Charles Thomas was an early manager for the Leamington brewery. He moved from the Crown Inn on Broad Street in Coventry. The pub remained quite traditional and was still home to a number of clubs and societies. In February 1919 the Kenilworth and District Fanciers' Society held their fifth table show for rabbits and cavies at what was their headquarters. Mrs. Ansell romped the event, winning first prizes in both the Flemish and Cavies categories. In September of the same year a successful flower and vegetable show was held at the Coventry Cross in aid of the Coventry Cross Sick and Dividend Fund.

Danger : Unexploded Bomb

In the late autumn of 1919 a new fence was being erected at the rear of the Coventry Cross Inn. During the excavation of a post-hole the workmen found three live shells buried in the ground. It was reported that "two were of 2-inch diameter and the other a 4.5, and bore evidence of long internment, being also out-of-date types." It was presumed that some nervous person buried them for safety!

Early in August 1921 Charles Thomas was summoned under the Defence of the Realm Regulations, for selling whiskey to Charles Hedley Young, an inspector with the Birmingham Board of Trade, at price exceeding the maximum, on June 15th 1921. Mr. W. A. Coleman put forward a plea of not guilty on behalf of the defendant. Mr. H. Upton appeared to prosecute on behalf of the Food Department of the Board of Trade. Charles Hedley Young said "he was served with a fifth of a gill of whiskey for which he was charged 8d. The lady who served him admitted that the room in which he was served was a public bar." The measure was quite correct. The defendant came in and said "my wife made a mistake charging you 8d., I always charge 6½d." After some wrangling over whether is was a public-bar the Chairman said that a technical offence was committed, and the defendant was fined 10s.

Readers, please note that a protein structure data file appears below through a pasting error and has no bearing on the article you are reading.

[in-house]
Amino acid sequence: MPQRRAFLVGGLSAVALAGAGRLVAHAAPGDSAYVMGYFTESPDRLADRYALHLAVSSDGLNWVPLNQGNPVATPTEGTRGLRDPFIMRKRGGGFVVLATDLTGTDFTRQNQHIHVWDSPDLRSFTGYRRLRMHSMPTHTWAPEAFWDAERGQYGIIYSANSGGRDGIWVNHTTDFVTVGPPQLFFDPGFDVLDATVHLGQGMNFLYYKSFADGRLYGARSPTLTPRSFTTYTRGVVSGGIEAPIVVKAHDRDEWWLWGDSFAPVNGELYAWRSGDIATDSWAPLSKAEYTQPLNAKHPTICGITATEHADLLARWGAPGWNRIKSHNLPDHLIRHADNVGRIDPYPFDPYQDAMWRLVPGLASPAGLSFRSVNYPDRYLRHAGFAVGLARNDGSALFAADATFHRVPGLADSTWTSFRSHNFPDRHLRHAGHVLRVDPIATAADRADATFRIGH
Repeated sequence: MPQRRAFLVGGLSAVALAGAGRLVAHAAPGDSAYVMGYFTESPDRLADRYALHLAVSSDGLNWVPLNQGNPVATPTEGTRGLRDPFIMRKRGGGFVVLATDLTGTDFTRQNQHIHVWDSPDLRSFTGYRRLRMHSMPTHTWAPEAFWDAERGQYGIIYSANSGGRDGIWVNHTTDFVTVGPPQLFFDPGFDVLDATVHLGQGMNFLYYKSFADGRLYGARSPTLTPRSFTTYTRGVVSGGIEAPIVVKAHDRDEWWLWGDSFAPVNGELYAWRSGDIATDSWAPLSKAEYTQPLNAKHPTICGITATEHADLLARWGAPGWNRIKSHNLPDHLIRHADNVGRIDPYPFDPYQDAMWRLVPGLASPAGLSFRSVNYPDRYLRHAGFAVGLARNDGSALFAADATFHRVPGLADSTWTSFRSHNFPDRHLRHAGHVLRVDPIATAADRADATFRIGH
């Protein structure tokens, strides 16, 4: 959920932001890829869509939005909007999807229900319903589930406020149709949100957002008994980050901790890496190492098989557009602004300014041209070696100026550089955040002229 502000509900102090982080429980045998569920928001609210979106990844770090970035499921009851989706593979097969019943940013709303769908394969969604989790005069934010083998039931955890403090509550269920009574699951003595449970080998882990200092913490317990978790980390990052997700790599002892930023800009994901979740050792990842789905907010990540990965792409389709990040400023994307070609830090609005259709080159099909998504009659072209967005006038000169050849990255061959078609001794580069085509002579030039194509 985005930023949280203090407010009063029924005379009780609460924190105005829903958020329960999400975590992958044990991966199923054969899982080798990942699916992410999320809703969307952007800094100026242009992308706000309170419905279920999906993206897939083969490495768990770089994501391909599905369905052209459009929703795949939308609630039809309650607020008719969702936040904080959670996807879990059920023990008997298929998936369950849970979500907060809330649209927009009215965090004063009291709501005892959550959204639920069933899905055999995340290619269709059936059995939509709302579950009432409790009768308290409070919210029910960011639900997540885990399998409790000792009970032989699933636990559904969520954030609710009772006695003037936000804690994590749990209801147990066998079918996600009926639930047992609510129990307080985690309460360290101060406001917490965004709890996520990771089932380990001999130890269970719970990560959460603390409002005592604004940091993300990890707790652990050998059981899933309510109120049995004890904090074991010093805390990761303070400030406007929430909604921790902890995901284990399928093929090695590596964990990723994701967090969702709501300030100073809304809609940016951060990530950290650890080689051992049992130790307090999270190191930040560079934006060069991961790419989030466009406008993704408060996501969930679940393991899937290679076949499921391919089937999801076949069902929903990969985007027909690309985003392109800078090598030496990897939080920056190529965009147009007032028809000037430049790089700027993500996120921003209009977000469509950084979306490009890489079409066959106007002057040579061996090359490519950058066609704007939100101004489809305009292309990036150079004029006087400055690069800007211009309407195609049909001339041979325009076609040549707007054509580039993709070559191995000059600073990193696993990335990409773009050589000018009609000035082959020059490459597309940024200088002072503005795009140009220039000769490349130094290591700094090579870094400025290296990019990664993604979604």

A notable event held in the Coventry Cross was a presentation to James Everett Jackson on February 23rd 1921. In his earlier years James Everett Jackson was one of Kenilworth's prominent public men. He was born in the High Street and went into business as a cabinet maker and undertaker. He continued in this role for 54 years, 30 of which was conducted at the corner of Station Road and Warwick Road.

Kenilworth : Fire Brigade with Manual Pump Fire Engine [1883]

James Everett Jackson was associated for many years with the Kenilworth Fire Brigade, his services in connection with which extended over a period of 40 years. Elected a member of the Brigade in August 1880, he served as a fireman for sixteen years and four months, as a lieutenant for six years, as second officer for six years, and as chief officer for twelve years. On his retirement in 1921 his length of service constituted a record since the formation of the Brigade in 1863. James Jackson held the National Fire Brigade's silver medal for 25 years' service, with three bars for each additional five years. At the gathering held in the Coventry Cross, he was presented with a handsome clock from the members of the Brigade.

The above photograph of the fire brigade and their manual pump fire engine was taken on Upper Rosemary Hill and almost certainly features James Everett Jackson. The taller property to the left still stands on the corner of Richards Close still stands. At the time of this photograph the engine was housed in a building around the corner in what was then Savage Lane.

Warwickshire Yeomanry at Coombe Abbey [c.1914]